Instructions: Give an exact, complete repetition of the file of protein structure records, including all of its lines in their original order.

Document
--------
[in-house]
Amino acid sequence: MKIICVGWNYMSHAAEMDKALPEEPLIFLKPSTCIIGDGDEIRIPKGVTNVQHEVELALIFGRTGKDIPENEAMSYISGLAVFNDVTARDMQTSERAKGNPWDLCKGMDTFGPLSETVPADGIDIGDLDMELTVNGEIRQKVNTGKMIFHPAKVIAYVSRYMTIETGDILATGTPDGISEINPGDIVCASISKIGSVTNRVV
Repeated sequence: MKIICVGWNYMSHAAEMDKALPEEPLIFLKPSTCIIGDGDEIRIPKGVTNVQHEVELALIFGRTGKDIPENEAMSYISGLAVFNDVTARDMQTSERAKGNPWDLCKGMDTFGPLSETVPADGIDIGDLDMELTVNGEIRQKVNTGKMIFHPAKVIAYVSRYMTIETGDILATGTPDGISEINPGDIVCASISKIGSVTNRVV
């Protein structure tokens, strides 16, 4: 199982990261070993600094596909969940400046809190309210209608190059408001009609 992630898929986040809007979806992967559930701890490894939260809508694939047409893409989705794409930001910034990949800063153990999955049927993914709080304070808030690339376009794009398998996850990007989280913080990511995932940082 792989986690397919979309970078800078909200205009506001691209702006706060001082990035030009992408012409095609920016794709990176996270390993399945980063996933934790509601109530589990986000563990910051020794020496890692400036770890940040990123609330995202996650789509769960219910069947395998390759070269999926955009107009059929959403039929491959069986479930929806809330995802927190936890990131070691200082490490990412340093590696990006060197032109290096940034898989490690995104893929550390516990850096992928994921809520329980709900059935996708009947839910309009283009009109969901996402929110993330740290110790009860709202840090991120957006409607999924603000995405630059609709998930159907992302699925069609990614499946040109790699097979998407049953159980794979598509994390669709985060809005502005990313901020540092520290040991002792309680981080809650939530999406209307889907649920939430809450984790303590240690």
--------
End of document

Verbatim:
[in-house]
Amino acid sequence: MKIICVGWNYMSHAAEMDKALPEEPLIFLKPSTCIIGDGDEIRIPKGVTNVQHEVELALIFGRTGKDIPENEAMSYISGLAVFNDVTARDMQTSERAKGNPWDLCKGMDTFGPLSETVPADGIDIGDLDMELTVNGEIRQKVNTGKMIFHPAKVIAYVSRYMTIETGDILATGTPDGISEINPGDIVCASISKIGSVTNRVV
Repeated sequence: MKIICVGWNYMSHAAEMDKALPEEPLIFLKPSTCIIGDGDEIRIPKGVTNVQHEVELALIFGRTGKDIPENEAMSYISGLAVFNDVTARDMQTSERAKGNPWDLCKGMDTFGPLSETVPADGIDIGDLDMELTVNGEIRQKVNTGKMIFHPAKVIAYVSRYMTIETGDILATGTPDGISEINPGDIVCASISKIGSVTNRVV
């Protein structure tokens, strides 16, 4: 199982990261070993600094596909969940400046809190309210209608190059408001009609 992630898929986040809007979806992967559930701890490894939260809508694939047409893409989705794409930001910034990949800063153990999955049927993914709080304070808030690339376009794009398998996850990007989280913080990511995932940082 792989986690397919979309970078800078909200205009506001691209702006706060001082990035030009992408012409095609920016794709990176996270390993399945980063996933934790509601109530589990986000563990910051020794020496890692400036770890940040990123609330995202996650789509769960219910069947395998390759070269999926955009107009059929959403039929491959069986479930929806809330995802927190936890990131070691200082490490990412340093590696990006060197032109290096940034898989490690995104893929550390516990850096992928994921809520329980709900059935996708009947839910309009283009009109969901996402929110993330740290110790009860709202840090991120957006409607999924603000995405630059609709998930159907992302699925069609990614499946040109790699097979998407049953159980794979598509994390669709985060809005502005990313901020540092520290040991002792309680981080809650939530999406209307889907649920939430809450984790303590240690």